Elevation Range: 4,823 - 6,391 feet (1,470 - 1,948 meters)

[+] Distribution

Distribution of Gilia stenothyrsa in Colorado according to mapped land ownership/management boundaries (CNHP 2015, COMaP v9).
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Distribution of Gilia stenothyrsa in Colorado.
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Colorado endemic: No
Global range: Known from Mesa and Rio Blanco counties, Colorado (Ackerfield 2015), and in Carbon, Duchesne, Emery and Uintah counties, Utah (Welsh et al. 2003).
State range: Known from Rio Blanco and Mesa counties in Colorado. Estimated range in Colorado is 676 square kilometers (261 square miles), calculated in 2008 by the Colorado Natural Heritage Program in GIS by drawing a minimum convex polygon around the known occurrences. 

[+] Threats and Management Issues

The primary threat at this time is considered to be oil and gas development. It is not known if all of the occurrences are or are not threatened by these activities. Two of the areas are threatened by sheep grazing. Another area is threatened by its proximity to a 4-wheel drive road.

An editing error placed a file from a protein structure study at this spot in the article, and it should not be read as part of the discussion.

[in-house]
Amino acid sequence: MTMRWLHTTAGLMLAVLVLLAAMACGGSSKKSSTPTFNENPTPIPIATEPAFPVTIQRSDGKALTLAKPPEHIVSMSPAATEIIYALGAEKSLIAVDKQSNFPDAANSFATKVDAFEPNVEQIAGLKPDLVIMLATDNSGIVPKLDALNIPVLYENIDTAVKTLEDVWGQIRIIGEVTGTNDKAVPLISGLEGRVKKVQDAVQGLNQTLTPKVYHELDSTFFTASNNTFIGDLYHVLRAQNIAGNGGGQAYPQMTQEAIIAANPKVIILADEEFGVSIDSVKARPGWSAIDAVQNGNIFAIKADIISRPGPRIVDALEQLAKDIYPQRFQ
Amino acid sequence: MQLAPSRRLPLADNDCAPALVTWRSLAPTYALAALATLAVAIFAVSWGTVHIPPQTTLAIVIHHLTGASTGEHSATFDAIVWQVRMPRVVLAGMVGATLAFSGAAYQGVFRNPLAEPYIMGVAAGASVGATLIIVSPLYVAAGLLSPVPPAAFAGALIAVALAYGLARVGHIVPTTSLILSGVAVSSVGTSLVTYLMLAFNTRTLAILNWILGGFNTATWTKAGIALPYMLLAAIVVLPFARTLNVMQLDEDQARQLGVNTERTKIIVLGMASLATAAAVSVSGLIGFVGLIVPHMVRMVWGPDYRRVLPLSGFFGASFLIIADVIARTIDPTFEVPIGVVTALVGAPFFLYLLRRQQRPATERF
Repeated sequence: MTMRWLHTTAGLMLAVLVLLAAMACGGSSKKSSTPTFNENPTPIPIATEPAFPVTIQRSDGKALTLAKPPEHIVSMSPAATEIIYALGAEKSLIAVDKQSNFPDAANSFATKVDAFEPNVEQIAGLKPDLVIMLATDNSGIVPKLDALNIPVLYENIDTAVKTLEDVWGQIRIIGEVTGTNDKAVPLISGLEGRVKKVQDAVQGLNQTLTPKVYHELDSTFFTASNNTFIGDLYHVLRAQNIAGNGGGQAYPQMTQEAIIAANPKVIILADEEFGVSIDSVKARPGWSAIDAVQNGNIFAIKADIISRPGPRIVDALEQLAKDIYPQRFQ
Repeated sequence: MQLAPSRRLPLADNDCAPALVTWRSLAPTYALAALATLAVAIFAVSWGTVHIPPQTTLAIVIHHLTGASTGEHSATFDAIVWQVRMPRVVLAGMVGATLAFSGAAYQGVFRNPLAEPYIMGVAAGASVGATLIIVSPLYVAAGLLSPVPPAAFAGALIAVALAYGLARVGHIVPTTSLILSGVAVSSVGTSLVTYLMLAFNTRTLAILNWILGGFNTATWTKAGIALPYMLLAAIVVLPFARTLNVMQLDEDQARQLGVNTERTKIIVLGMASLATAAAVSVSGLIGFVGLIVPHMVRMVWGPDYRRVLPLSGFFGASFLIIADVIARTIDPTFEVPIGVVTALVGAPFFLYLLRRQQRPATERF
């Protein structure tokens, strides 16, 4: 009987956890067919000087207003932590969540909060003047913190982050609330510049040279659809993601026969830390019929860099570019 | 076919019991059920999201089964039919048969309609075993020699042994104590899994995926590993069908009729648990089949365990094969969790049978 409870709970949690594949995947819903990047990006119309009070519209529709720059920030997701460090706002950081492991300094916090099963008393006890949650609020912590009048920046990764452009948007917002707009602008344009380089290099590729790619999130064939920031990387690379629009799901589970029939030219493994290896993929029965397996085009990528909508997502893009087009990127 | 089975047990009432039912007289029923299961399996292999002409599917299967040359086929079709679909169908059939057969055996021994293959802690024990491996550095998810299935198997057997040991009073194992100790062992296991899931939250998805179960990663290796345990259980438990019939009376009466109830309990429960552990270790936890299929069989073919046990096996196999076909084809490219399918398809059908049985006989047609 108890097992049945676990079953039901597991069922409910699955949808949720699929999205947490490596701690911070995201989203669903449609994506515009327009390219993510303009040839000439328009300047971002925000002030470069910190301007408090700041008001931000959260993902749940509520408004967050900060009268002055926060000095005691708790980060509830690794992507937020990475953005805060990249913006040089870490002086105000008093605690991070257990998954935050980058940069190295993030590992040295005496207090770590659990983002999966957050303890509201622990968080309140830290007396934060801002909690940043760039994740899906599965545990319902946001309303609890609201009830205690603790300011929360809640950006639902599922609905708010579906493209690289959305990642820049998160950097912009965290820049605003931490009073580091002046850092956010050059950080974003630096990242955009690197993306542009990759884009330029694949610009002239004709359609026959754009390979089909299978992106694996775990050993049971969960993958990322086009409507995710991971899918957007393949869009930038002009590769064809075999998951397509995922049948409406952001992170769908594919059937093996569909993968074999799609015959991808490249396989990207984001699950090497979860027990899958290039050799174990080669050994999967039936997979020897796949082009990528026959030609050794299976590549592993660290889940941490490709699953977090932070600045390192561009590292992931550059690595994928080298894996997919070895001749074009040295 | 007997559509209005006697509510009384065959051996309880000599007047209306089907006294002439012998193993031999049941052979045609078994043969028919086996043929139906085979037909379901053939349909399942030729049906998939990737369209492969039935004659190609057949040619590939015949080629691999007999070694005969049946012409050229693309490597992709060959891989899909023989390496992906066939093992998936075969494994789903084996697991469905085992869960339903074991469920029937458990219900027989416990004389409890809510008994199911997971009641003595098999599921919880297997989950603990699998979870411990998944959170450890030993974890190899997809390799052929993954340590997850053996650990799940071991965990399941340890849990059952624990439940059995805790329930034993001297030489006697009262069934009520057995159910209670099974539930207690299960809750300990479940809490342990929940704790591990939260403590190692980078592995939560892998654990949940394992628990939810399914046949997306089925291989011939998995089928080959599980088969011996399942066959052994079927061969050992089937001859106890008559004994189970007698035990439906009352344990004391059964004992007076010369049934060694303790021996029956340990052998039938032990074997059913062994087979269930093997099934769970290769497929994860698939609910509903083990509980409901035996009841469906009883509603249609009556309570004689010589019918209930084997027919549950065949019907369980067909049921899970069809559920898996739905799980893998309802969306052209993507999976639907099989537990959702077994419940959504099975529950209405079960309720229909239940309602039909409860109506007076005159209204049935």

[+] References

    • Ackerfield, J. 2015. Flora of Colorado. Brit Press, Botanical Research Institute of Texas, Fort Worth, TX. 818 pp.
    • Anderson, J.S. and W.L. Baker. 1982. Inventory of the Piceance basin. Vol. I: Final report.
    • Beardsley, M. and D. A. Steingraeber. 2013. Population dynamics, rarity and risk of extirpation for populations of Mimulus gemmiparus (budding monkeyflower) on National Forests of Colorado. A research report submitted to the USFS Forest Service. Arapaho and Roosevelt National Forets and Pawnee National Grassland. pp 17. Accessed online on May 11 at: http://www.r5.fs.fed.us/wildflowers/Rare_Plants/profiles/Critically_Imperiled/mimulus_gemmiparus/ documents/USFS_MimulusStatusReport2013.pdf
    • Cronquist, A., A.H. Holmgren, N.H. Holmgren, J.L. Reveal, and P.K. Holmgren. 1984. Intermountain Flora: Vascular Plants of the Intermountain West, U.S.A. Vol. 4, Subclass Asteridae (except Asteraceae). New York Botanical Garden, Bronx. 573 pp.